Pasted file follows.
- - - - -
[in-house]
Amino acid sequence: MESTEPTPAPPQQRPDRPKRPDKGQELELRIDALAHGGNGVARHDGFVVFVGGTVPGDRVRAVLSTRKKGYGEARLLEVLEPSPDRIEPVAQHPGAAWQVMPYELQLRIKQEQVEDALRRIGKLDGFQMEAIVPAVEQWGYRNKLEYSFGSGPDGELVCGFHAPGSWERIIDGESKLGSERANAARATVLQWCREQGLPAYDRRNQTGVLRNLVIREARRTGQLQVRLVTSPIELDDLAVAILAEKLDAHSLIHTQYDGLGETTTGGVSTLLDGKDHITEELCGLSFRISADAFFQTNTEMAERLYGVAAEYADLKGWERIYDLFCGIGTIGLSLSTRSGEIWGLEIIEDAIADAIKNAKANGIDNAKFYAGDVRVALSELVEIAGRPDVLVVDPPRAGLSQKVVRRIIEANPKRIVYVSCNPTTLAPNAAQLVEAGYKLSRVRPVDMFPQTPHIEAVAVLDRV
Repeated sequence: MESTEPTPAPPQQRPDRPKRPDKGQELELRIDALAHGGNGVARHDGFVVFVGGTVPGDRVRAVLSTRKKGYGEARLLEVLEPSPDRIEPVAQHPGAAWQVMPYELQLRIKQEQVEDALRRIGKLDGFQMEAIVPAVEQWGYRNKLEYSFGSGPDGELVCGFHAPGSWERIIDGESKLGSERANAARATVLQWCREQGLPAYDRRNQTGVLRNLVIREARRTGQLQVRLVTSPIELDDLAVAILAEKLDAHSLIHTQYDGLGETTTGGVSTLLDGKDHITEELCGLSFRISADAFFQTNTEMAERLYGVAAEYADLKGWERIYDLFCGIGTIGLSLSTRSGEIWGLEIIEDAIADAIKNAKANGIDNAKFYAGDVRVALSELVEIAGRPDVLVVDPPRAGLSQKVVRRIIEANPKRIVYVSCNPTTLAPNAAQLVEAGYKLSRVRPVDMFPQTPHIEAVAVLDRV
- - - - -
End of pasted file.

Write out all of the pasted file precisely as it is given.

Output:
[in-house]
Amino acid sequence: MESTEPTPAPPQQRPDRPKRPDKGQELELRIDALAHGGNGVARHDGFVVFVGGTVPGDRVRAVLSTRKKGYGEARLLEVLEPSPDRIEPVAQHPGAAWQVMPYELQLRIKQEQVEDALRRIGKLDGFQMEAIVPAVEQWGYRNKLEYSFGSGPDGELVCGFHAPGSWERIIDGESKLGSERANAARATVLQWCREQGLPAYDRRNQTGVLRNLVIREARRTGQLQVRLVTSPIELDDLAVAILAEKLDAHSLIHTQYDGLGETTTGGVSTLLDGKDHITEELCGLSFRISADAFFQTNTEMAERLYGVAAEYADLKGWERIYDLFCGIGTIGLSLSTRSGEIWGLEIIEDAIADAIKNAKANGIDNAKFYAGDVRVALSELVEIAGRPDVLVVDPPRAGLSQKVVRRIIEANPKRIVYVSCNPTTLAPNAAQLVEAGYKLSRVRPVDMFPQTPHIEAVAVLDRV
Repeated sequence: MESTEPTPAPPQQRPDRPKRPDKGQELELRIDALAHGGNGVARHDGFVVFVGGTVPGDRVRAVLSTRKKGYGEARLLEVLEPSPDRIEPVAQHPGAAWQVMPYELQLRIKQEQVEDALRRIGKLDGFQMEAIVPAVEQWGYRNKLEYSFGSGPDGELVCGFHAPGSWERIIDGESKLGSERANAARATVLQWCREQGLPAYDRRNQTGVLRNLVIREARRTGQLQVRLVTSPIELDDLAVAILAEKLDAHSLIHTQYDGLGETTTGGVSTLLDGKDHITEELCGLSFRISADAFFQTNTEMAERLYGVAAEYADLKGWERIYDLFCGIGTIGLSLSTRSGEIWGLEIIEDAIADAIKNAKANGIDNAKFYAGDVRVALSELVEIAGRPDVLVVDPPRAGLSQKVVRRIIEANPKRIVYVSCNPTTLAPNAAQLVEAGYKLSRVRPVDMFPQTPHIEAVAVLDRV